Leo asked Isabella what she would say to her doctor. Isabella replied: “I don’t need to see any doctors!”

There is a common misconception that Strabismus is caused by a weak eye-muscle. This is nonsense since the brain is in perfect control of the eye. Leo Angart says; try covering the dominant eye and you will see that it is perfectly capable of looking in any direction you want, with perfect control. It is so important to get knowledge about this out into the world. We talk about saving whales and other creatures – why don’t we do something about saving children from unnecessary surgery?

A young boy has his astigmatism checked.

Leo Angart created the Magic Eyes programme in response to the enormous need for an effective method to deal with not only Strabismus but also other common vision problems such as near-sight (myopia), far-sight (hyperopia), eye-coordination, astigmatism, etc. In Europe and North America, the prevalence of myopia in school children is about 20%. However, vision problems in children have reached crisis proportions in many Asian countries. For example, 78% of high school children in Taipei are nearsighted and the situation is similar in Hong Kong and Singapore.

Leo Angart has solid scientific evidence to support his claims and has worked with children and adults for many years. “It is my experience that normal or near normal vision can be regained but it will involve some work on the part of the patient,” says Leo Angart and, “for the best results, I recommend exercising the eye for one or two minutes at a time, but often.” The Magic Eyes programme focuses not only on the child but also on empowering parents to facilitate the change without the need of expensive visits to a clinic. The exercises are very simple; they are safe to do at home and are designed specifically for correcting Strabismus.

For more information about Magic eyes and Leo Angart’s workshops visit

What one mother said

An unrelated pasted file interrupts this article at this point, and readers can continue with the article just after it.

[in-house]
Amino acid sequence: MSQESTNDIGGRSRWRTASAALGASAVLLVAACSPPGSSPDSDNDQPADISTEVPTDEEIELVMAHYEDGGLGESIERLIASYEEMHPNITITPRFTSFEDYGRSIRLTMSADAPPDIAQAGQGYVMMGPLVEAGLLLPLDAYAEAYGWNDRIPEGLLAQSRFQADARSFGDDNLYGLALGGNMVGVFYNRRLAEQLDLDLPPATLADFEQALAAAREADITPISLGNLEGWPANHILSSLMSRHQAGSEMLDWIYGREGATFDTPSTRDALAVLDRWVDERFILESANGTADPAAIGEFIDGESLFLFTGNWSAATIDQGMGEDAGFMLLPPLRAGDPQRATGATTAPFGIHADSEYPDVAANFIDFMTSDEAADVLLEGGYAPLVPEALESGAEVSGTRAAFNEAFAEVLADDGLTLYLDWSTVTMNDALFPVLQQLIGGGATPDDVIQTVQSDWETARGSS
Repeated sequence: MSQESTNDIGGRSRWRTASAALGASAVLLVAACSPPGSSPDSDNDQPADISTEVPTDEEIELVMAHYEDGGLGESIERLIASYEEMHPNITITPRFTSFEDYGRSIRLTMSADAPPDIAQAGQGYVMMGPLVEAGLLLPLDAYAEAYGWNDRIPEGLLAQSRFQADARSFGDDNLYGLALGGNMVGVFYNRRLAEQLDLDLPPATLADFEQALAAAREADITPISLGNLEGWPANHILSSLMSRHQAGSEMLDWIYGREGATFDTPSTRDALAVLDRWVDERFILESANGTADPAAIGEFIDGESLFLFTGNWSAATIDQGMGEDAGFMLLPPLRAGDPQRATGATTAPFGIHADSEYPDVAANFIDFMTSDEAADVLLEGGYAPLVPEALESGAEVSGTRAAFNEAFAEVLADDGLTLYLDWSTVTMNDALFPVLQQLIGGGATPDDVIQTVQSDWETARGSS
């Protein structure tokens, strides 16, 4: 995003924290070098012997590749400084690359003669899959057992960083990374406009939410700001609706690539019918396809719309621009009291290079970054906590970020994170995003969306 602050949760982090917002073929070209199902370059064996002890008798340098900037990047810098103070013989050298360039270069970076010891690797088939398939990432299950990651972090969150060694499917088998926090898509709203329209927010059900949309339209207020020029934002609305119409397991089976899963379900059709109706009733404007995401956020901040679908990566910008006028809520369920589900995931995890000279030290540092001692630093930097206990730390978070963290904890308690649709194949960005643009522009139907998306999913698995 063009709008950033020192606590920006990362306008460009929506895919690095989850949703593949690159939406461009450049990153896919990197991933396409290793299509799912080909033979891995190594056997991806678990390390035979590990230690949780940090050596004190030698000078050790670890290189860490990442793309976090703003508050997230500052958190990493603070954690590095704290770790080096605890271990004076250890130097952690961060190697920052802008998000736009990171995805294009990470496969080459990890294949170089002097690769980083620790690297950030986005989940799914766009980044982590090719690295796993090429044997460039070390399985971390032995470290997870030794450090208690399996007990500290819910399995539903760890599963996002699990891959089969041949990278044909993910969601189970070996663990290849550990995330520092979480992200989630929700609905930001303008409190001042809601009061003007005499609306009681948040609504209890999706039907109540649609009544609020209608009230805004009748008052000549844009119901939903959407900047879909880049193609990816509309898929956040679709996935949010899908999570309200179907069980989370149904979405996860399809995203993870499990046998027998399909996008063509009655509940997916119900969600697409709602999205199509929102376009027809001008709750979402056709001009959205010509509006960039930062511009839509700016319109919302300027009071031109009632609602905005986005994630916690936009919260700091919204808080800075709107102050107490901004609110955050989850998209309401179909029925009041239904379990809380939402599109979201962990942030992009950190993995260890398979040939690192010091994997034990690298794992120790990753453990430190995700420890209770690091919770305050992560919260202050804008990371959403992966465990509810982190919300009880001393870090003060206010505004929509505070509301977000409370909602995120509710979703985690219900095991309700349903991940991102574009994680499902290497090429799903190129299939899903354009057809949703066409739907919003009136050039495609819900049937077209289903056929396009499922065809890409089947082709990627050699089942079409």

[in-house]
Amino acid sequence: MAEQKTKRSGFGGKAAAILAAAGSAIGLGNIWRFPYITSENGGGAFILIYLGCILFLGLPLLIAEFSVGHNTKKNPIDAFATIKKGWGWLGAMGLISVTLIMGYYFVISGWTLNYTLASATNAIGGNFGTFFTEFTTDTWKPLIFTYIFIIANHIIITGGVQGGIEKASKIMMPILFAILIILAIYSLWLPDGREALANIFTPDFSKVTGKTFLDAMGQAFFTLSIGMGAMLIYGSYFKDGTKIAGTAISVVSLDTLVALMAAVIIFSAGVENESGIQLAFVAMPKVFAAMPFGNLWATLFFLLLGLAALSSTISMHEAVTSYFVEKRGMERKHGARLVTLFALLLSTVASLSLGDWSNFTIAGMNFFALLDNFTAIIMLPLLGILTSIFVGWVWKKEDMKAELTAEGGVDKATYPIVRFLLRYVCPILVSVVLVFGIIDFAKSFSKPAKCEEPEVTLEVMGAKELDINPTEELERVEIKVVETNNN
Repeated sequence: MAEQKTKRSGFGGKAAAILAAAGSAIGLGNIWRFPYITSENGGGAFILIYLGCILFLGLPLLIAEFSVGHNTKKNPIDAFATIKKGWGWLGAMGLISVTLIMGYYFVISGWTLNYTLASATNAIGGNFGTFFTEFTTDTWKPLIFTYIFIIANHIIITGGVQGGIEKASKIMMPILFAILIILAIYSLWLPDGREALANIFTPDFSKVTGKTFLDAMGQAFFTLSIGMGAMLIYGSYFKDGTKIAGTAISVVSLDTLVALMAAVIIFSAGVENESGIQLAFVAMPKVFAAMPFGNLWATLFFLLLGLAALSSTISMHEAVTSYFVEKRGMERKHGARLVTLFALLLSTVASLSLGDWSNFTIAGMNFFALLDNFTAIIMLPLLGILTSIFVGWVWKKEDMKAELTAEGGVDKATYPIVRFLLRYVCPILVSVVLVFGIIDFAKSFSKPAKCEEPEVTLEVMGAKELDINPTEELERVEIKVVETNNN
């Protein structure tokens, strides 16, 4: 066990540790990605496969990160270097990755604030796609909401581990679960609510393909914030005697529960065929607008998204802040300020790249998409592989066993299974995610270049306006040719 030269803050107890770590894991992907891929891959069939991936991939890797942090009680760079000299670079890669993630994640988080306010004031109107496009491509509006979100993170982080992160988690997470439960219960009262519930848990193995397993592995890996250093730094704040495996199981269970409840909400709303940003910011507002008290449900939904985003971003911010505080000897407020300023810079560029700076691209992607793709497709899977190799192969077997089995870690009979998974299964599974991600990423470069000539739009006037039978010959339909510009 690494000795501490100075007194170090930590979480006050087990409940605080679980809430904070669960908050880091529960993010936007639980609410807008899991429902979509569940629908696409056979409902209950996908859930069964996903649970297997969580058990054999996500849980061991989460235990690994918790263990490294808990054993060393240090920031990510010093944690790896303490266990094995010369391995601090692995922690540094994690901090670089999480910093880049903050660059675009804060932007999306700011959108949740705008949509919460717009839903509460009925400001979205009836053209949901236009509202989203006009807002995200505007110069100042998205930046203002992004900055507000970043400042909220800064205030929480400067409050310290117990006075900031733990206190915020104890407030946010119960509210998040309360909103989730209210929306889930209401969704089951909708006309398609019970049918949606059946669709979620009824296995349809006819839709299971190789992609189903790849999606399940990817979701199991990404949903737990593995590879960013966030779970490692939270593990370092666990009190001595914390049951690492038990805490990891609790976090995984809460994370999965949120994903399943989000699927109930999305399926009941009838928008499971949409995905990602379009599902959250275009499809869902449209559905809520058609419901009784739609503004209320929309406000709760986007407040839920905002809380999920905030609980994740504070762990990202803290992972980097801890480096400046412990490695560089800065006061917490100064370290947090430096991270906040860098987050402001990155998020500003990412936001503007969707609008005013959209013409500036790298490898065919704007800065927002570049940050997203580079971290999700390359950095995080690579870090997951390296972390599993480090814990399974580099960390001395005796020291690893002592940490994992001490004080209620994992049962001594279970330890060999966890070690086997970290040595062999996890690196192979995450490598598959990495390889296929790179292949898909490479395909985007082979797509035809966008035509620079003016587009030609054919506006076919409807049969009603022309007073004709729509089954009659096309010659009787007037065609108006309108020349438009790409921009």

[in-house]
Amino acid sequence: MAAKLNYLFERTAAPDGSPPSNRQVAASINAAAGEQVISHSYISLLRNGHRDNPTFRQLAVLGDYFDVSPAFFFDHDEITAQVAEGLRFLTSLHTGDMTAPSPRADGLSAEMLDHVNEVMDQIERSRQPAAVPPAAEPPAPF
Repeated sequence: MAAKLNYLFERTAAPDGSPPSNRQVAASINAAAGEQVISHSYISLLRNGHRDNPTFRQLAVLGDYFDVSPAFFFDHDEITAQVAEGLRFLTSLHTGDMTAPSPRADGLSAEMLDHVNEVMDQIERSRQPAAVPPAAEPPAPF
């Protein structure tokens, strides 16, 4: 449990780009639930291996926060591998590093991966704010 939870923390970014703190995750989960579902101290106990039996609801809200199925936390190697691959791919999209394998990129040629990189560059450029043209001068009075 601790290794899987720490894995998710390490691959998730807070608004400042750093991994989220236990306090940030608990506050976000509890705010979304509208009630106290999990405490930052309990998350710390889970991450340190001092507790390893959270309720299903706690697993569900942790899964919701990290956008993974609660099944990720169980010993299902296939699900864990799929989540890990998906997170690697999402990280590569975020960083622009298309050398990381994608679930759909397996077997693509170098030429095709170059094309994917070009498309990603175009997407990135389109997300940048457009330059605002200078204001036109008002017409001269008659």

Jasch’ story

When my son Jasch was four years old in 2009 he was diagnosed with hyperopia, strabismus and amblyopia and must now wear glasses (Right eye + 3.5 and Left eye +4.0 diopters). Then six month later Jasch started to wear a patch over his good eye, so his weaker eye could develop. Another six months later Jasch was diagnosed with astigmatism as well. So his vision had deteriorated and become worse. I felt completely helpless.

Every time we visited the eye doctor we saw children with eye problems. The mothers had to forcefully hold the the children down against their will, so the doctor could apply the eye drops. I could not forget these children’s protest. My son also did not like the eyedrops. He cried and said “mama why is this necessary I cannot see.”

I was distraught and was looking everywhere for alternatives. Then I came across Leo Angart’s book. I was fascinated to read that there was actually workshops for children. I and my son attended the very next workshop in Munich, 2011.

What I heard in the workshop was astonishing and surprising. With courage after the first seminar day I removed Jasch’s glasses and put them in my handbag. We did the exercises Leo recommended as often as was possible. We noticed improvement very quickly and Jasch did not wear his glasses anymore.

We tested Jasch’s eyesight with the eye chart and are happy that he does not need glasses. When he is very tired or sick his left eye turn slightly inward, but when he has rested his eyes are back to normal. Every school holiday we do four days eye training as maintenance.

I wish everyone who wants to improve their eyesight lots of success, and please continue the exercises until you succeed.

Susanne Brown, Nürenberg (2014)

The science of strabismus